- "If Russia or Belarus doesn't respond to the sanction regime, it means that it's not enough," Tsikhanouskaya said in Paris.
- Tsikhanouskaya, a 39-year-old former English teacher, was forced into exile by the regime of President Alexander Lukashenko after a 2020 election widely believed to have been rigged in his favor.
- The EU adopted a fifth package of sanctions against Belarus in December.
PARIS — Western nations need to impose tougher sanctions on both Russia and Belarus to deter them from further aggression, Belarusian opposition leader Sviatlana Tsikhanouskaya told CNBC on Wednesday.
"If Russia or Belarus doesn't respond to the sanction regime, it means that it's not enough," Tsikhanouskaya said in Paris.
Tsikhanouskaya, a 39-year-old former English teacher, was forced into exile by the regime of President Alexander Lukashenko after a 2020 election widely believed to have been rigged in his favor.
Belarus has since developed closer ties with Russia following mass protests that erupted in the days after the vote on Aug. 9, 2020. Thousands of people took to the streets to demand the resignation of Lukashenko.
The authoritarian leader has maintained his grip on power, however. He claimed a landslide victory in the 2020 vote, providing him with his sixth term in office and has denied allegations of fraud.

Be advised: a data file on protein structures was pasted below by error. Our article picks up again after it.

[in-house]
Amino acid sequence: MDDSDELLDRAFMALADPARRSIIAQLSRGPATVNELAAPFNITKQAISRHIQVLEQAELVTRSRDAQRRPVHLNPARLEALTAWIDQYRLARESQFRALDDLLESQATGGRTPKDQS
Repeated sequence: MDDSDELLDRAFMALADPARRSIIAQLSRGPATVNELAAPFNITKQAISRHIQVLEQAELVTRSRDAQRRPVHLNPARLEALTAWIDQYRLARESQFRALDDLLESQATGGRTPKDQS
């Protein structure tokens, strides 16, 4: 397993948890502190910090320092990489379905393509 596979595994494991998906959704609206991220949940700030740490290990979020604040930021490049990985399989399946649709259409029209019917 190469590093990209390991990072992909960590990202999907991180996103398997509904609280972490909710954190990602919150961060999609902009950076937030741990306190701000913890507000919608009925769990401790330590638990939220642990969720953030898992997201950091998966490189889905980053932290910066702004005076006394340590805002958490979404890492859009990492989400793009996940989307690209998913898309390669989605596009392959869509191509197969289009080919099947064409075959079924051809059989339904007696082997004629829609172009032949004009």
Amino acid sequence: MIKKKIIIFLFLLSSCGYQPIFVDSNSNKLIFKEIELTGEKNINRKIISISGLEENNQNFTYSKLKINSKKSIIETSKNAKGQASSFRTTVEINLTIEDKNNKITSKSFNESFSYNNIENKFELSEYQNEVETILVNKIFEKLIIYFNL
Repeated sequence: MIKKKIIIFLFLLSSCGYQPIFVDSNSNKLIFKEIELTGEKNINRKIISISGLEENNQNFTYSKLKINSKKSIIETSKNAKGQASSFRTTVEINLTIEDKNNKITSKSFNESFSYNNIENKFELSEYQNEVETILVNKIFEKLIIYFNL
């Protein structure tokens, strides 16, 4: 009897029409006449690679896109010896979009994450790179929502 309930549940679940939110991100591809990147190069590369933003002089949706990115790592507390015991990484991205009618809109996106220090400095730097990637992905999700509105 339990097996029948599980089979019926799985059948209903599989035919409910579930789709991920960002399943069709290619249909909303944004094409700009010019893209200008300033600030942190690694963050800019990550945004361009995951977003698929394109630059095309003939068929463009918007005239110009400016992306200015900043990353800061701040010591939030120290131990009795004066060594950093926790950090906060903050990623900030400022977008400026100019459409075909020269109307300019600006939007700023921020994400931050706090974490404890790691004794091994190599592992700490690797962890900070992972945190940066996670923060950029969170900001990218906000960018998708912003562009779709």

Russia has also provided financial aid to Minsk. The Kremlin has used these closer ties to conduct military drills in the country.
This has been one of the main challenges for the U.S. and the Western military alliance of NATO as it gives access to Russian troops to the northern part of Ukraine.
"When Lukashenko understands that all his actions will have serious consequences, you know he will think twice to support (the) Kremlin … to continue violence and terror in our country. So, we need [a] stronger answer from all the democratic world," Tsikhanouskaya said.
The U.S., Canada, the U.K. and the European Union announced a new package of sanctions against Moscow after Russian President Vladimir Putin formally recognized the areas of Donetsk and Luhansk in eastern Ukraine as independent.
This is not the first time that Russia has been subject to sanctions. The EU, for instance, imposed economic penalties on the Russian economy and restrictions on certain individuals after the illegal annexation of Crimea in 2014.
Belarus has also been slapped with sanctions. The EU adopted a fifth package of measures in December for "continued human rights abuses and the instrumentalization of migrants."
"I know that the sixth package of sanctions is being prepared. And I hope that all the loopholes will be closed, especially if military troops, Russian troops will not leave our country," Tsikhanouskaya said.
The European Union has warned against the loss of sovereignty of Belarus toward Russia.
"With a non-transparent deployment of Russian forces, Belarus is losing its nuclear neutrality. It is in the process of satellization with respect to Russia," the EU's foreign affairs chief, Josep Borrell, said earlier this week.
Belarus also provoked international outcry in 2021 after it forced the landing of a Ryanair flight and subsequently imprisoned a journalist who was on board.
More recently, the regime was blamed for giving visas to citizens from Iraq and Syria and then pushing them to European countries.